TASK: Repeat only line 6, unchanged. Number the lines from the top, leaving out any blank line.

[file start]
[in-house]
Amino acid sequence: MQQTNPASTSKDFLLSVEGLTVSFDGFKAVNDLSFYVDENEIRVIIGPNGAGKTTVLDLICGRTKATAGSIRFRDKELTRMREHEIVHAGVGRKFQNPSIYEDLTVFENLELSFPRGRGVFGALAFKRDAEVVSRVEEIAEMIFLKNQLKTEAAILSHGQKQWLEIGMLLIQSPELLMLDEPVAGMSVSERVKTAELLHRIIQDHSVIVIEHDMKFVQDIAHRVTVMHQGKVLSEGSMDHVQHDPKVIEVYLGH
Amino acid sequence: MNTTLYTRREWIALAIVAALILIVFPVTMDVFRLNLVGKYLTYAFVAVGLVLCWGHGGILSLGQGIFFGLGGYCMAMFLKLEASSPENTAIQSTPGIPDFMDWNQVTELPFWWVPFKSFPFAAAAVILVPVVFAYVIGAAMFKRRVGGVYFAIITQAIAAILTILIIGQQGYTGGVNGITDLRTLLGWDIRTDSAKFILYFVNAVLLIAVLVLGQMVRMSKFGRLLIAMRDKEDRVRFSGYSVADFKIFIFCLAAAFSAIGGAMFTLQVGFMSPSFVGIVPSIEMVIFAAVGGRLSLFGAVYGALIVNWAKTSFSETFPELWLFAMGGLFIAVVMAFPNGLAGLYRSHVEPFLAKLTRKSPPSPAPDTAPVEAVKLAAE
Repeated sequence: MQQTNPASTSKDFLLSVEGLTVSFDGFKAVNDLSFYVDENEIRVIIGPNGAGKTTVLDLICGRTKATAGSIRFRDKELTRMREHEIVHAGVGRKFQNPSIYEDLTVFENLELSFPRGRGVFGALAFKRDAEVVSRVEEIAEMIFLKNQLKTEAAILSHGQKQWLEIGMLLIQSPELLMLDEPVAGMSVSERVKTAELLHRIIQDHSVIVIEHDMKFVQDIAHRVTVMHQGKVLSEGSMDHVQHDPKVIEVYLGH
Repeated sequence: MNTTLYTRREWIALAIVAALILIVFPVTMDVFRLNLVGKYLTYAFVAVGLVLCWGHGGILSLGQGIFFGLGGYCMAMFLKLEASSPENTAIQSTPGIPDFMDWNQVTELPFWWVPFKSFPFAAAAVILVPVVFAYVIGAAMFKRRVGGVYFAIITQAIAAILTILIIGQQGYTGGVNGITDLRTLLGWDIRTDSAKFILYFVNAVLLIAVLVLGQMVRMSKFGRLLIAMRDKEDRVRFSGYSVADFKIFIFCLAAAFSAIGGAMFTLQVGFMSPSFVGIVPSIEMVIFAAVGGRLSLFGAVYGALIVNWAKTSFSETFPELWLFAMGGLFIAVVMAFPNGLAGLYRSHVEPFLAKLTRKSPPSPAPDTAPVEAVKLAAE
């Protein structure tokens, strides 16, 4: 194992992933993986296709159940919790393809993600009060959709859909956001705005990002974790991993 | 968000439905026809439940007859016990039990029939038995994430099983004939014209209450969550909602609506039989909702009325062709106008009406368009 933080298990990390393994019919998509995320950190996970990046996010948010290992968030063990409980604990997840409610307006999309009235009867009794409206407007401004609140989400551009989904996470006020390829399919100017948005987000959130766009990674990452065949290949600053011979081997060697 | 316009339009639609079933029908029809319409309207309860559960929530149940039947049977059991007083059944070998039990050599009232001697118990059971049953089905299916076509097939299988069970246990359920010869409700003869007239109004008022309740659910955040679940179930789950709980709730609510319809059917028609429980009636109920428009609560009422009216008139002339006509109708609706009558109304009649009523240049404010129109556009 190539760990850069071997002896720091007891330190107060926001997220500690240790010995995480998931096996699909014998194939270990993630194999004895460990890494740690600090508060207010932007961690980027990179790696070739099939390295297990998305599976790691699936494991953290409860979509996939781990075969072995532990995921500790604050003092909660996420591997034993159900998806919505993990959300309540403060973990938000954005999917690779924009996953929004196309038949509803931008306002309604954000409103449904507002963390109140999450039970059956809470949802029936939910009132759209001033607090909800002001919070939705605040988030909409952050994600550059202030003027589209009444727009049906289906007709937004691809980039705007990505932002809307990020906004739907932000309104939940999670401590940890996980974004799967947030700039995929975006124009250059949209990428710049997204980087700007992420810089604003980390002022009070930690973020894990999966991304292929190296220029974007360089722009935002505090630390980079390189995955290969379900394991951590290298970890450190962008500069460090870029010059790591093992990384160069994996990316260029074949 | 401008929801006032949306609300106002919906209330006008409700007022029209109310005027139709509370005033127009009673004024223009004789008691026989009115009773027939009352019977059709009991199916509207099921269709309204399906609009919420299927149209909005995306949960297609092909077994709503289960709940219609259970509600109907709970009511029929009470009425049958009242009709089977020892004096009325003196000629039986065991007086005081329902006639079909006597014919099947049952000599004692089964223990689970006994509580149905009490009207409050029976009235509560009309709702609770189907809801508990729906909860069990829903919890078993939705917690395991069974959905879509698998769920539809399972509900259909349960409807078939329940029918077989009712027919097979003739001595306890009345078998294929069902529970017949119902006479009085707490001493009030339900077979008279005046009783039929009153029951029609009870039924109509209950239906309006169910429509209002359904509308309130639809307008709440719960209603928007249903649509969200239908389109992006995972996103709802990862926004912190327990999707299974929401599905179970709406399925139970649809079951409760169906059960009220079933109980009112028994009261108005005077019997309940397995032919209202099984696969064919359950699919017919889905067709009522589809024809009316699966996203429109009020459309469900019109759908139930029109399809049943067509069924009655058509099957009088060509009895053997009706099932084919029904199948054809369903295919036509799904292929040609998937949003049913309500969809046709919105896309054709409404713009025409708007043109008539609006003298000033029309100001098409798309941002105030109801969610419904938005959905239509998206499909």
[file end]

């Protein structure tokens, strides 16, 4: 194992992933993986296709159940919790393809993600009060959709859909956001705005990002974790991993 | 968000439905026809439940007859016990039990029939038995994430099983004939014209209450969550909602609506039989909702009325062709106008009406368009 933080298990990390393994019919998509995320950190996970990046996010948010290992968030063990409980604990997840409610307006999309009235009867009794409206407007401004609140989400551009989904996470006020390829399919100017948005987000959130766009990674990452065949290949600053011979081997060697 | 316009339009639609079933029908029809319409309207309860559960929530149940039947049977059991007083059944070998039990050599009232001697118990059971049953089905299916076509097939299988069970246990359920010869409700003869007239109004008022309740659910955040679940179930789950709980709730609510319809059917028609429980009636109920428009609560009422009216008139002339006509109708609706009558109304009649009523240049404010129109556009 190539760990850069071997002896720091007891330190107060926001997220500690240790010995995480998931096996699909014998194939270990993630194999004895460990890494740690600090508060207010932007961690980027990179790696070739099939390295297990998305599976790691699936494991953290409860979509996939781990075969072995532990995921500790604050003092909660996420591997034993159900998806919505993990959300309540403060973990938000954005999917690779924009996953929004196309038949509803931008306002309604954000409103449904507002963390109140999450039970059956809470949802029936939910009132759209001033607090909800002001919070939705605040988030909409952050994600550059202030003027589209009444727009049906289906007709937004691809980039705007990505932002809307990020906004739907932000309104939940999670401590940890996980974004799967947030700039995929975006124009250059949209990428710049997204980087700007992420810089604003980390002022009070930690973020894990999966991304292929190296220029974007360089722009935002505090630390980079390189995955290969379900394991951590290298970890450190962008500069460090870029010059790591093992990384160069994996990316260029074949 | 401008929801006032949306609300106002919906209330006008409700007022029209109310005027139709509370005033127009009673004024223009004789008691026989009115009773027939009352019977059709009991199916509207099921269709309204399906609009919420299927149209909005995306949960297609092909077994709503289960709940219609259970509600109907709970009511029929009470009425049958009242009709089977020892004096009325003196000629039986065991007086005081329902006639079909006597014919099947049952000599004692089964223990689970006994509580149905009490009207409050029976009235509560009309709702609770189907809801508990729906909860069990829903919890078993939705917690395991069974959905879509698998769920539809399972509900259909349960409807078939329940029918077989009712027919097979003739001595306890009345078998294929069902529970017949119902006479009085707490001493009030339900077979008279005046009783039929009153029951029609009870039924109509209950239906309006169910429509209002359904509308309130639809307008709440719960209603928007249903649509969200239908389109992006995972996103709802990862926004912190327990999707299974929401599905179970709406399925139970649809079951409760169906059960009220079933109980009112028994009261108005005077019997309940397995032919209202099984696969064919359950699919017919889905067709009522589809024809009316699966996203429109009020459309469900019109759908139930029109399809049943067509069924009655058509099957009088060509009895053997009706099932084919029904199948054809369903295919036509799904292929040609998937949003049913309500969809046709919105896309054709409404713009025409708007043109008539609006003298000033029309100001098409798309941002105030109801969610419904938005959905239509998206499909």